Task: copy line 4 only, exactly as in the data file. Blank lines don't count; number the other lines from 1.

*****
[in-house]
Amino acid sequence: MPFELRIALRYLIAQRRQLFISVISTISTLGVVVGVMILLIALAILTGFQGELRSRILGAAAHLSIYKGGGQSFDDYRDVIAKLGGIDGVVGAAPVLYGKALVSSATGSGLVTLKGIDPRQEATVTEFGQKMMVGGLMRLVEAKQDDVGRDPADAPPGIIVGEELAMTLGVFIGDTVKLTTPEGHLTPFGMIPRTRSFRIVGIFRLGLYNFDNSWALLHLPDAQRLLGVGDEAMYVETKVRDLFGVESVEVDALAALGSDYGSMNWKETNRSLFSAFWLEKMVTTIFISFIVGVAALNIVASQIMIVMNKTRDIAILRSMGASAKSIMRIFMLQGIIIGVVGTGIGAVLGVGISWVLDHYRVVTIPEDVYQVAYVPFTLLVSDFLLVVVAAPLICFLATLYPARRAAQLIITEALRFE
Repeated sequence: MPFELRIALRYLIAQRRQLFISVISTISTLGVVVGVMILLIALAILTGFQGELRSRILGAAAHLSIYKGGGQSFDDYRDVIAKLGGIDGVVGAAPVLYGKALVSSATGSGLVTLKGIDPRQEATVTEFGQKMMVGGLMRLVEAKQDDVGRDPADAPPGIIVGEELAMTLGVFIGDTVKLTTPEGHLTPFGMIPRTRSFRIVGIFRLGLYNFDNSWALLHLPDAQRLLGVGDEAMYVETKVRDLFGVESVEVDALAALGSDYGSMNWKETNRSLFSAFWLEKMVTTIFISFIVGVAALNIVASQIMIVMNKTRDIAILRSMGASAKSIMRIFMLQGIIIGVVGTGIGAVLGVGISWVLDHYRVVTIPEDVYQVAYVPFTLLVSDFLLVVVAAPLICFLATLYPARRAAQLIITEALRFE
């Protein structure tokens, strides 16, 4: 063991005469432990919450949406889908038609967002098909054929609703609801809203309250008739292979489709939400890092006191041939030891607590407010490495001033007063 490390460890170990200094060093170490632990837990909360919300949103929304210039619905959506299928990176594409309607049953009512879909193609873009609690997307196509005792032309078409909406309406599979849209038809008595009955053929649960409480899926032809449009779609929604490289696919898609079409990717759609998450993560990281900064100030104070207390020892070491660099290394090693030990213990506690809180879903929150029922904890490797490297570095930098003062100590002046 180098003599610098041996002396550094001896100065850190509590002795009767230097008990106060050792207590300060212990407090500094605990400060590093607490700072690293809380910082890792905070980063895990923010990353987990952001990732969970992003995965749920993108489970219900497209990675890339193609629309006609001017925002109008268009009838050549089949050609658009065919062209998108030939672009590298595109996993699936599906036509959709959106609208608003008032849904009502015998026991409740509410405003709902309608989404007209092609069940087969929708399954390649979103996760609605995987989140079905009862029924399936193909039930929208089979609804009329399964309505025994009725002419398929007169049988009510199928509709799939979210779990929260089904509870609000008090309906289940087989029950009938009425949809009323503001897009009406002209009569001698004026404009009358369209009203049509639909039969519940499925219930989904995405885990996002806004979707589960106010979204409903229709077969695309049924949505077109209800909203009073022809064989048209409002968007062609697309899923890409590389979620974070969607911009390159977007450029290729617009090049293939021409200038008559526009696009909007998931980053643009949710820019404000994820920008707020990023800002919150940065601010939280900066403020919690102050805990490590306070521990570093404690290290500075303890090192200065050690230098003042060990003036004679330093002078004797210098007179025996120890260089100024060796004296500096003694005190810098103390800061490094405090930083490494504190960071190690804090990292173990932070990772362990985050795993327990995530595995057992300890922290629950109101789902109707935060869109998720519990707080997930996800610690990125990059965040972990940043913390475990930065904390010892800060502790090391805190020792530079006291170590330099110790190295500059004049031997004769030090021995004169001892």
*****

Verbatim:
């Protein structure tokens, strides 16, 4: 063991005469432990919450949406889908038609967002098909054929609703609801809203309250008739292979489709939400890092006191041939030891607590407010490495001033007063 490390460890170990200094060093170490632990837990909360919300949103929304210039619905959506299928990176594409309607049953009512879909193609873009609690997307196509005792032309078409909406309406599979849209038809008595009955053929649960409480899926032809449009779609929604490289696919898609079409990717759609998450993560990281900064100030104070207390020892070491660099290394090693030990213990506690809180879903929150029922904890490797490297570095930098003062100590002046 180098003599610098041996002396550094001896100065850190509590002795009767230097008990106060050792207590300060212990407090500094605990400060590093607490700072690293809380910082890792905070980063895990923010990353987990952001990732969970992003995965749920993108489970219900497209990675890339193609629309006609001017925002109008268009009838050549089949050609658009065919062209998108030939672009590298595109996993699936599906036509959709959106609208608003008032849904009502015998026991409740509410405003709902309608989404007209092609069940087969929708399954390649979103996760609605995987989140079905009862029924399936193909039930929208089979609804009329399964309505025994009725002419398929007169049988009510199928509709799939979210779990929260089904509870609000008090309906289940087989029950009938009425949809009323503001897009009406002209009569001698004026404009009358369209009203049509639909039969519940499925219930989904995405885990996002806004979707589960106010979204409903229709077969695309049924949505077109209800909203009073022809064989048209409002968007062609697309899923890409590389979620974070969607911009390159977007450029290729617009090049293939021409200038008559526009696009909007998931980053643009949710820019404000994820920008707020990023800002919150940065601010939280900066403020919690102050805990490590306070521990570093404690290290500075303890090192200065050690230098003042060990003036004679330093002078004797210098007179025996120890260089100024060796004296500096003694005190810098103390800061490094405090930083490494504190960071190690804090990292173990932070990772362990985050795993327990995530595995057992300890922290629950109101789902109707935060869109998720519990707080997930996800610690990125990059965040972990940043913390475990930065904390010892800060502790090391805190020792530079006291170590330099110790190295500059004049031997004769030090021995004169001892």